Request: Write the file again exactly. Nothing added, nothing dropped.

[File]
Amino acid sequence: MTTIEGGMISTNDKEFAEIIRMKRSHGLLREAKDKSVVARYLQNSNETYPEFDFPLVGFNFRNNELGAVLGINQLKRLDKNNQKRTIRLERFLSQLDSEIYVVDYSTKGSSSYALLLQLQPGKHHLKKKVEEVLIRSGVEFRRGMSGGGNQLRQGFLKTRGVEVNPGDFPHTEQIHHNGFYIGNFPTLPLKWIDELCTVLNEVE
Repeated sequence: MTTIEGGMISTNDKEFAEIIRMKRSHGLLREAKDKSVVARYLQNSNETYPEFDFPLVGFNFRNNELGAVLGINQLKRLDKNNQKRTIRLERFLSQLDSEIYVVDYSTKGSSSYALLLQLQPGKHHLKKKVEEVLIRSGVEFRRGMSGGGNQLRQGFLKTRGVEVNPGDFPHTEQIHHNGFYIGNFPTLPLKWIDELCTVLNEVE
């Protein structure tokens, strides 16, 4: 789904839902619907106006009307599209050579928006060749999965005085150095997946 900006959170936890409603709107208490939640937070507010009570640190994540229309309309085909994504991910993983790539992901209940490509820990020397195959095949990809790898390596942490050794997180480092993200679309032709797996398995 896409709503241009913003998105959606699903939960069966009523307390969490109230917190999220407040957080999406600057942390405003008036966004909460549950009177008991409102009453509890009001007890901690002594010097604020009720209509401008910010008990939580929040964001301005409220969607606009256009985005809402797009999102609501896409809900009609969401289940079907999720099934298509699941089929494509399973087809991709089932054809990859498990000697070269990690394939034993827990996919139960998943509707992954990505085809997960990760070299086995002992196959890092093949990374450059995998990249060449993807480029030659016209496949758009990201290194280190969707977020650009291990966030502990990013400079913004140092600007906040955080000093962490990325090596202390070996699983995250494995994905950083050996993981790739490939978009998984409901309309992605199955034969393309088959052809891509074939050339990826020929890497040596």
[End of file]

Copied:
Amino acid sequence: MTTIEGGMISTNDKEFAEIIRMKRSHGLLREAKDKSVVARYLQNSNETYPEFDFPLVGFNFRNNELGAVLGINQLKRLDKNNQKRTIRLERFLSQLDSEIYVVDYSTKGSSSYALLLQLQPGKHHLKKKVEEVLIRSGVEFRRGMSGGGNQLRQGFLKTRGVEVNPGDFPHTEQIHHNGFYIGNFPTLPLKWIDELCTVLNEVE
Repeated sequence: MTTIEGGMISTNDKEFAEIIRMKRSHGLLREAKDKSVVARYLQNSNETYPEFDFPLVGFNFRNNELGAVLGINQLKRLDKNNQKRTIRLERFLSQLDSEIYVVDYSTKGSSSYALLLQLQPGKHHLKKKVEEVLIRSGVEFRRGMSGGGNQLRQGFLKTRGVEVNPGDFPHTEQIHHNGFYIGNFPTLPLKWIDELCTVLNEVE
């Protein structure tokens, strides 16, 4: 789904839902619907106006009307599209050579928006060749999965005085150095997946 900006959170936890409603709107208490939640937070507010009570640190994540229309309309085909994504991910993983790539992901209940490509820990020397195959095949990809790898390596942490050794997180480092993200679309032709797996398995 896409709503241009913003998105959606699903939960069966009523307390969490109230917190999220407040957080999406600057942390405003008036966004909460549950009177008991409102009453509890009001007890901690002594010097604020009720209509401008910010008990939580929040964001301005409220969607606009256009985005809402797009999102609501896409809900009609969401289940079907999720099934298509699941089929494509399973087809991709089932054809990859498990000697070269990690394939034993827990996919139960998943509707992954990505085809997960990760070299086995002992196959890092093949990374450059995998990249060449993807480029030659016209496949758009990201290194280190969707977020650009291990966030502990990013400079913004140092600007906040955080000093962490990325090596202390070996699983995250494995994905950083050996993981790739490939978009998984409901309309992605199955034969393309088959052809891509074939050339990826020929890497040596």